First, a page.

If you observe breathing or movement, then the individual’s heart is beating, even if it’s very slow. Because of this, it’s essential to spend sufficient time checking for spontaneous pulse. For the unconscious hypothermic individual, the main goals are to maintain adequate blood pressure and respiration and to prevent further heat loss. If the breathing rate is six breaths or fewer per minute, then start very gentle mouth-to-mouth breathing at a slow rate. Severe hypothermia leaves the individual susceptible to cardiac arrest. Extremely gentle handling – supine position, fully supported, no physical activity – and aggressive (and often invasive) rewarming strategies are required to save severely hypothermic persons.  

The heart is especially susceptible in these cases: the severe cold can lead to cardiac arrhythmias, but rewarming too aggressively can also trigger them. In most cases of severe hypothermia, basic life support takes precedence over efforts to rewarm. Death from cold-water immersion usually results from loss of consciousness and subsequent drowning. If drowning preceded the hypothermia, then successful resuscitation is unlikely. If there are no signs of life, begin CPR and make arrangements for emergency transport to the nearest medical facility. Complete rewarming of the individual with severe hypothermia is almost impossible to accomplish in the field. Protect against further heat loss, however. If CPR is required, it should be continued, if possible, until medical assistance arrives.

There have been successful resuscitations after prolonged CPR, in part, because of the protective effect of hypothermia. The outlook is poor in adults who have a core temperature below 82°F (28°C), have been immersed more than 50 minutes, have life-threatening injuries or are more than four hours from definitive medical care. Although injured persons can appear to be clinically dead because of marked depression of the brain and cardiovascular function, full resuscitation with intact neurological recovery is possible, if unusual.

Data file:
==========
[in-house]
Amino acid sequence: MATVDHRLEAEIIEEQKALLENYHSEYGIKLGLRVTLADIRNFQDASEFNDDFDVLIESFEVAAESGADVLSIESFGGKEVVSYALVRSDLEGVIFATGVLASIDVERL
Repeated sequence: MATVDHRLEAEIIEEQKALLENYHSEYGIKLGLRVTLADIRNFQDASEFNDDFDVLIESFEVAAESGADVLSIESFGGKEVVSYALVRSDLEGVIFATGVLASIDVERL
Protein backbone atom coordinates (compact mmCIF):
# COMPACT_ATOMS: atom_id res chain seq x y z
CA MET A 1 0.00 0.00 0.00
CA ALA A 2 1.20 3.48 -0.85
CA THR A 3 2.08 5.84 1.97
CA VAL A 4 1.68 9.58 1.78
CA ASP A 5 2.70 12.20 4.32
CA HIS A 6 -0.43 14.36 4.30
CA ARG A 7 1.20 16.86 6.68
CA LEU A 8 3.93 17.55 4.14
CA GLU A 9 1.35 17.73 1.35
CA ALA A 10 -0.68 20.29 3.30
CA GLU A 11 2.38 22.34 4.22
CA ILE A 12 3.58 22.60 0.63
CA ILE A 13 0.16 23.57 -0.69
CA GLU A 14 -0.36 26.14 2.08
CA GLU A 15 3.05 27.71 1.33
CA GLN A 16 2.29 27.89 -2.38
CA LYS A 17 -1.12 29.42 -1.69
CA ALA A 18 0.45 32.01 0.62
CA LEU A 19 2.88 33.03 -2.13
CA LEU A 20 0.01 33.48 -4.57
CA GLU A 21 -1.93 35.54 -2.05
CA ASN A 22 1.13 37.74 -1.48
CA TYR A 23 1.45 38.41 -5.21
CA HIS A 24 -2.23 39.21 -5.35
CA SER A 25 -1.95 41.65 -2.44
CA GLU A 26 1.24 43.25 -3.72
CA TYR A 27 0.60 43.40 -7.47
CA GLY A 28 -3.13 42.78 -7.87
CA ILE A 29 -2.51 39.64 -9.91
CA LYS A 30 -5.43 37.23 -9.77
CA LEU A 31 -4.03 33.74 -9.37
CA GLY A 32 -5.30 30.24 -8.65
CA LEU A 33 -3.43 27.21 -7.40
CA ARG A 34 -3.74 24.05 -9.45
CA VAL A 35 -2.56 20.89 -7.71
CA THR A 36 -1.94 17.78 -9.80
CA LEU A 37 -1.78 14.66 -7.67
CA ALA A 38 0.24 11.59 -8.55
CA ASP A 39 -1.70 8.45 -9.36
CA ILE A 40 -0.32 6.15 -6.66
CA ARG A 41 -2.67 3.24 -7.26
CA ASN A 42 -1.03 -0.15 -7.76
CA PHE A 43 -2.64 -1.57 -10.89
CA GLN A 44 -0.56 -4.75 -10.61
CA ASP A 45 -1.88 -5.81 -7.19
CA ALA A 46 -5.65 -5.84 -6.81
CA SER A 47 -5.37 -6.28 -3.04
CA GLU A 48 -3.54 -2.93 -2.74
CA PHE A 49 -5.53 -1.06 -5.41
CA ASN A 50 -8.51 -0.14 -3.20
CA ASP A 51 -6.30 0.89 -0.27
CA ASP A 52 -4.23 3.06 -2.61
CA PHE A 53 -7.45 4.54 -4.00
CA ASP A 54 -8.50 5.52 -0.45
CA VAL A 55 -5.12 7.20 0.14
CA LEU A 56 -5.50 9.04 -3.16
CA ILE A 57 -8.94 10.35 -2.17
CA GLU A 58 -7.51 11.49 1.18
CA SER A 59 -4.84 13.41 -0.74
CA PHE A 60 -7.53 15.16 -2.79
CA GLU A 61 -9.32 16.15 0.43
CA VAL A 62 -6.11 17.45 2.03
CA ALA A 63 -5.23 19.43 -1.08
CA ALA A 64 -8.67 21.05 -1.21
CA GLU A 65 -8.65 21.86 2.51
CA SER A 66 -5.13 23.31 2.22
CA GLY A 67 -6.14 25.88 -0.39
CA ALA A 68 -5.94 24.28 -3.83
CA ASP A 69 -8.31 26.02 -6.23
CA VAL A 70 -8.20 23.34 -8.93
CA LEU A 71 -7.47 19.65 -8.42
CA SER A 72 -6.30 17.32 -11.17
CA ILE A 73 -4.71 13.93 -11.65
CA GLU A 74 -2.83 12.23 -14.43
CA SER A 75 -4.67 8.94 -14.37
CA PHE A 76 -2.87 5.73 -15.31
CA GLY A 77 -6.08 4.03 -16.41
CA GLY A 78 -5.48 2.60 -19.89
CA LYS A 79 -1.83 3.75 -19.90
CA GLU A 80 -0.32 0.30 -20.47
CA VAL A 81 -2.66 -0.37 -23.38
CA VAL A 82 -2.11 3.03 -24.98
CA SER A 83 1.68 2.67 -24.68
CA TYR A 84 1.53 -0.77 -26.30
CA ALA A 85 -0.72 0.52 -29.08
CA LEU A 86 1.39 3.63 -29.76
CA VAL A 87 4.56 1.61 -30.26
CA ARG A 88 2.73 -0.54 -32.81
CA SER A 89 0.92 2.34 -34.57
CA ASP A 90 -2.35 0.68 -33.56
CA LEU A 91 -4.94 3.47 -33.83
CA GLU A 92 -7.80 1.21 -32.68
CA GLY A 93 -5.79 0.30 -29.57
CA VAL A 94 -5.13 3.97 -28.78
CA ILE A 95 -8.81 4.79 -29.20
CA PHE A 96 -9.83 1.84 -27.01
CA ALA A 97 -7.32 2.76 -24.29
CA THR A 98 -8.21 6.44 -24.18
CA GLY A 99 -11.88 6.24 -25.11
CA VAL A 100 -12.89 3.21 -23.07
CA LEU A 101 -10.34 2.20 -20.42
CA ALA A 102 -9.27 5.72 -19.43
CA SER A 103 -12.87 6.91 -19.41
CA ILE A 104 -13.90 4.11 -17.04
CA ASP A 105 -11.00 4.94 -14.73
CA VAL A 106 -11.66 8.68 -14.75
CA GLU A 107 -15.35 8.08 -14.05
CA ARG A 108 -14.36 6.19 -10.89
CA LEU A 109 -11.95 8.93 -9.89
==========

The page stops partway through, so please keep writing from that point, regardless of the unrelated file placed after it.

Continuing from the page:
What To Do

In the hypothermic individual, discontinue CPR only if:

  • the person is successfully resuscitated
  • rescuers become too fatigued to continue
  • the person has completely rewarmed and is still unresponsive to properly apply CPR.

A medically trained and qualified individual arrives at the scene and, after examination, declares the person dead.

 In a Cold-Water Immersion Incident DO

  • Assess ABCs – the airway, breathing and circulation of the injured person. 
  • If CPR is required, continue until EMS arrives. 
  • Give as much oxygen as possible. 
  • Determine cause for immersion. 
  • Support and immobilize neck if injury is suspected.
  • Arrange transport to a medical facility.
  • Prevent further heat loss.
  • Rewarm if needed.


  • Risk your life in a rescue attempt.
  • Interrupt CPR unnecessarily.


The prevention of hypothermia requires preparation. The diver must understand the use of protective garments to conserve body heat and control heat loss. Most divers will benefit from wearing  thermal protection in water cooler than 80°F (27°C). Significant thermal stress can be expected in water colder than 75°F (24°C). Divers should ensure that they have the proper protective equipment and experience to dive safely in cool or cold waters. Don’t let the cold keep you out of the water. Just be prepared when you go.

Signs & Symptoms of Hypothermia 

 (core temperature 90-95°F / 32-35°C)

  •  Increased heart rate.
  •  Impaired coordination.
  •  Uncomfortably cold.
  •  Impaired ability to concentrate.
  •  Shivering.
  •  Introversion/inattentiveness.
  •  Decreased motor activity.
  •  Fatigue.

 (core temperature 82-90°F / 28-32°C)

  •  Increasing lack of muscular coordination.
  •  Stumbling gait.
  •  Slurred speech.
  •  Confusion.
  • Amnesia.
  •  Shivering slows or stops.
  •  Weakness.
  •  Drowsiness.
  •  Hallucinations.

 (core temperature below 82°F / 28°C)

  • Inability to follow commands.
  • Decreased heart rate.
  • Inability to walk.
  • Loss of consciousness.
  • Decreased respirations.
  • Absence of shivering. 
  • Dilated pupils.
  • Decreased blood pressure.
  • Appearance of death.
  • Muscle rigidity.